The board's decision didn't have to be unanimous.

In the end, it was.

Surgeons wished they could have done a transplant six years ago, when a 2-year-old boy attacked by a pit bull dog was brought to the University of Texas in Dallas where Dr. Karol Gutowski was training.

Other doctors had tried to reattach part of the boy's mauled face but it didn't take. The Texas surgeons did five skin grafts in a bloody, 28-hour surgery. Muscles from the boy's thigh were moved to around his mouth. Part of his abdomen became the lower part of his face. Two forearm sections became lips and mouth.

"He'll never be normal," said Gutowski, now a reconstructive surgeon at the University of Wisconsin-Madison.

Surviving such wounds can be "life by 1,000 cuts." Patients endure dozens of operations to graft skin inch by inch from their backs, arms, buttocks and legs. Only small amounts can be taken at a time because of bleeding.

Surgeons often return to the same areas every few weeks, reopening old wounds and building up skin. Years later, many patients are still having surgeries. A face transplant — applying a sheet of skin in one operation — could be a better solution.

Despite its shock factor, it involves routine microsurgery. One or two pairs of veins and arteries on either side of the face would be connected from the donor tissue to the recipient. About 20 nerve endings would be stitched together to try to restore sensation and movement. Tiny sutures would anchor the new tissue to the recipient's scalp and neck, and areas around the eyes, nose and mouth.

"For 10 years now, it could have been done," said Dr. John Barker, director of plastic surgery research at the University of Louisville, where the first hand transplant in the United States was performed in 1999.

Several years ago, these doctors announced their intent to do face transplants, but no hospital has yet agreed. They also are working with doctors in the Netherlands; nothing is imminent.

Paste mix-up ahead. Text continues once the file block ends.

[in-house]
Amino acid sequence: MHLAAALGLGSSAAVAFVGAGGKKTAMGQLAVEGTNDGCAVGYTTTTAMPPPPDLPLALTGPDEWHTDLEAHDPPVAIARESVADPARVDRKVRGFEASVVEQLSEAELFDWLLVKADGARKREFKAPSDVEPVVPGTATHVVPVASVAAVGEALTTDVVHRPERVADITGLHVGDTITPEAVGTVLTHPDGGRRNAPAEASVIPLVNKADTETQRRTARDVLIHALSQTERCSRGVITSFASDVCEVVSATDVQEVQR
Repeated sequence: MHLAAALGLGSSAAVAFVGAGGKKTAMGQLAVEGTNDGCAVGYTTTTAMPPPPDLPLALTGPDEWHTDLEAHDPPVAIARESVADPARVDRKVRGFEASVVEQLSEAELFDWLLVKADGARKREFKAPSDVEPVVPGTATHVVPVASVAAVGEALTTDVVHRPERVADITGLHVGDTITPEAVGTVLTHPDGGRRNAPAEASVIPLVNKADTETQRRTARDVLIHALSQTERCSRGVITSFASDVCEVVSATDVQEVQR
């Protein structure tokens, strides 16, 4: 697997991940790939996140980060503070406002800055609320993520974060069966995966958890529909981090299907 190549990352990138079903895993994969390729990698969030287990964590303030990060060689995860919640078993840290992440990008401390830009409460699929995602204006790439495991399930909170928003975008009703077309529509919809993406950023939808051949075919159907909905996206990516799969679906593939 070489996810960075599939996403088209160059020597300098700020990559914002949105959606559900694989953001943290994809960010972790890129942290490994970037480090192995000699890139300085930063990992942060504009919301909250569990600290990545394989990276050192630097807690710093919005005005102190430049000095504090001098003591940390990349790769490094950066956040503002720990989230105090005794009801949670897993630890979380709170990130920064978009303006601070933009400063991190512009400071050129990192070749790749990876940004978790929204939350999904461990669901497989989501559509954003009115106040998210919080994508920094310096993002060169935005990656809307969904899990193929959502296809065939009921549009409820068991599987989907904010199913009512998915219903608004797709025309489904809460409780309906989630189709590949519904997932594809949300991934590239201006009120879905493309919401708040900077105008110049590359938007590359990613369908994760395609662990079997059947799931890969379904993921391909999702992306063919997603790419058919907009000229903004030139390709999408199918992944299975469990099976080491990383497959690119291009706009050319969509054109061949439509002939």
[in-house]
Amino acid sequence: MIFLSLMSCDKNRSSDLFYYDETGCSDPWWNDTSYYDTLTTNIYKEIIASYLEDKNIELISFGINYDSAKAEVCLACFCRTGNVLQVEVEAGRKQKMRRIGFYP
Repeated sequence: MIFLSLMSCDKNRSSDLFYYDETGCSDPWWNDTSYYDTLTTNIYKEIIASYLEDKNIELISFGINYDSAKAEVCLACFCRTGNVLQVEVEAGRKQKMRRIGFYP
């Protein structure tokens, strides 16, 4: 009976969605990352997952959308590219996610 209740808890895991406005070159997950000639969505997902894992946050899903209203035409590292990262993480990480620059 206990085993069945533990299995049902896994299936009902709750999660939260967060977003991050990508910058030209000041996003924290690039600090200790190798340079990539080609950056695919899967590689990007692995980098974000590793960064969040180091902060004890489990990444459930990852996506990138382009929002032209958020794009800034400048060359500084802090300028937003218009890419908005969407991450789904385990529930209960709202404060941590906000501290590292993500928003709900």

However, Siemionow had been doing experimental groundwork. She already had creatures that resembled raccoons in reverse — white rats with masks of dark fur — from years of face transplant experiments. She developed a plan and got clinic approval before going public, and insists she is not competing to do the first case.

"I hope nobody will be frivolous or do things just for fame. We are almost over-cautious," she said.

Siemionow, 55, went to medical school in Poland, trained in Europe and the United States, and has done thousands of surgeries in nearly 30 years. The success of this one depends on picking the right patient.

She wants a clear-cut first case. No children because risks are too great. No cancer patients because anti-rejection drugs raise the risk of recurrence.

"You want to choose patients who are really disfigured, not someone who has a little scar," yet with enough healthy skin for traditional grafts if the transplant fails, she said.

The person must bond with the transplant team, especially Siemionow. How much would she want to know about the person?

"Everything possible. It's a commitment on both sides," she said.

Dr. Joseph Locala will decide whether candidates are mentally fit. His chief concern: making sure they realize the risks.

"They almost need to understand as much as the surgeon," he said.